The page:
The Xbox One Reveal: 60 Minutes of Silence

Kevin ruminates on whether Microsoft actually revealed anything surprising when announcing the Xbox One.


Call of Duty: Ghosts
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The most remarkable aspect of Microsoft’s Xbox One reveal was how utterly unremarkable it was. It was a predictable rundown of Kinect swipe gestures, media partnerships, and interface features, with a few games thrown in to remind us that the Xbox One’s key demographic is young men into sports, cars, and online shooting. There was little I didn’t expect--and it was this predictability that disappointed me most about the console’s reveal. The moment I most hoped for was the one that would surprise me. I craved the unexpected, the game that would make our jaws drop, the announcement that would make it all worthwhile, the feature that would make the Xbox One a sure win. It never came. And suddenly, I feel less optimistic about the future of game consoles than I did before the conference.

That feeling is distinctly different from the one I had following the PlayStation 4 announcement, though Sony hardly announced anything that groundbreaking either. But Sony had diversity: an indie game, a shooter, a platformer, and so forth. It gave me things to look forward to, and a couple of those things, like Media Molecule’s unnamed creation tool, were different enough from what I’ve seen before to convince me that the next generation might indeed have something new to show us. Or at least, if they weren’t new, the experiences were varied. We had a David Cage-penned interactive film and a Jonathan Blow-designed puzzle adventure to anticipate. There were games there for me, and for others too.

In contrast, the Xbox One announcement left me cold. It was carefully calculated to speak to a specific group of people that didn’t include me. Good on Microsoft for knowing its audience. But where does that leave the rest of us? I game because there are so many different interactive experiences. Military bombast is one kind of experience I enjoy, but it’s a common experience and an easy one to rely on in a press conference, like flashy car porn and contact sports. Sony showed car porn and shooting too, but they balanced it with other types of games. What I wouldn’t have given for Gabe Newell to take the stage, or Phil Fish to emerge from the wings. Some humanity and legitimate passion could have inspired my confidence.

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Instead, the talking heads went through the usual list of buzzwords, and I grew increasingly despondent. For all the times words like “emotions” and “excitement” were uttered, all I saw was a script being closely followed to the letter. Call of Duty? Check. Forza? Check. FIFA? Check. There was no room for error, and therefore no live gameplay shown on stage. Thus, there was no chance of a standout moment to define the conference, either. When a new Remedy game was announced, I sat up straight, ready for the buzz I get from a new game announcement, but the vague trailer didn’t inspire me, coming as it did after the canned praise touting Remedy as “world-class storytellers.” Microsoft promises an amazing game lineup at E3, but today's announcement set a lackluster tone.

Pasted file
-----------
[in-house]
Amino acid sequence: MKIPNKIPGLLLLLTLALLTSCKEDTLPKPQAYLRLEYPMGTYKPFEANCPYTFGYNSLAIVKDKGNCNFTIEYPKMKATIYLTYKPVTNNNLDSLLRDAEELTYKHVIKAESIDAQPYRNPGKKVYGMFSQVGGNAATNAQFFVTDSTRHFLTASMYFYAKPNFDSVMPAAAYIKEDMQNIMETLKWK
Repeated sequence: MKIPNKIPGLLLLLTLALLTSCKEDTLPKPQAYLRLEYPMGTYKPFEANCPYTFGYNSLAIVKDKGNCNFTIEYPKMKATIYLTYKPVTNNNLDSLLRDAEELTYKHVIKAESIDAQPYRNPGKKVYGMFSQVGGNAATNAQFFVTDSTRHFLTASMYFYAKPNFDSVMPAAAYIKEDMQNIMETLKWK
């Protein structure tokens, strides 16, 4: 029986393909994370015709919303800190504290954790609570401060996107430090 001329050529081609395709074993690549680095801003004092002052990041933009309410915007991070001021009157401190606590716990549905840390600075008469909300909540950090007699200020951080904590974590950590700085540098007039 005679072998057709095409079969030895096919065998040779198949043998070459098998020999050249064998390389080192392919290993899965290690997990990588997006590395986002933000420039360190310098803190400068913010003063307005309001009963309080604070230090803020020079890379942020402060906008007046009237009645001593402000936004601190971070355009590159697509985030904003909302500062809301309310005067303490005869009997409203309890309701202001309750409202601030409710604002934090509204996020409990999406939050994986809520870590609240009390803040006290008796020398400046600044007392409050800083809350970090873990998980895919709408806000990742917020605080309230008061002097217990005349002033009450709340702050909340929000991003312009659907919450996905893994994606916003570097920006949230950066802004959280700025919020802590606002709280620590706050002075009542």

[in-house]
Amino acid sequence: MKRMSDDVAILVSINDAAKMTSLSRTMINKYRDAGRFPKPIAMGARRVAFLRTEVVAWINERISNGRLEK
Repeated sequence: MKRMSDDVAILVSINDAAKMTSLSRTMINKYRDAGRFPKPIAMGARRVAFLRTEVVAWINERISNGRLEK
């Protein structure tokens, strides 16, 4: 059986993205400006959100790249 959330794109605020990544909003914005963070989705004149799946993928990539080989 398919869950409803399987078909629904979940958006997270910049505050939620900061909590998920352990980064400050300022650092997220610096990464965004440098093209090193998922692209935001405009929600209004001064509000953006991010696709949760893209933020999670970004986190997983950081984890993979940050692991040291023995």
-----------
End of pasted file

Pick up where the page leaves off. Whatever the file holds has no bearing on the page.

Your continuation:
And so Microsoft communicated what they wished: that the Xbox One is (unsurprisingly) meant to be an all-in-one entertainment system that (unsurprisingly) lets you use your hands and voice to manipulate it, and (unsurprisingly) lets you watch ESPN. And it (unsurprisingly) runs Call of Duty, though that would seem to be of secondary importance. This string of announcements might as well have been for an upcoming update to the Xbox 360, though I don’t want to be unfair to the clearly impressive technology.

Ultimately, however, it’s about the games for me, and how the system improves the way I interact with them. The one thing I look forward to in any reveal is the “a-ha” moment where I see something I couldn’t have predicted. I don’t want to see what Microsoft thinks I want to see; I want Microsoft to show me something I didn’t know I wanted until I saw it. With the Xbox One, Microsoft showed us everything they think we want. Perhaps they are right. But when marketing trumps creativity, we get a conference like the Xbox One reveal, which stayed right on message by saying almost nothing we’ve never heard before.


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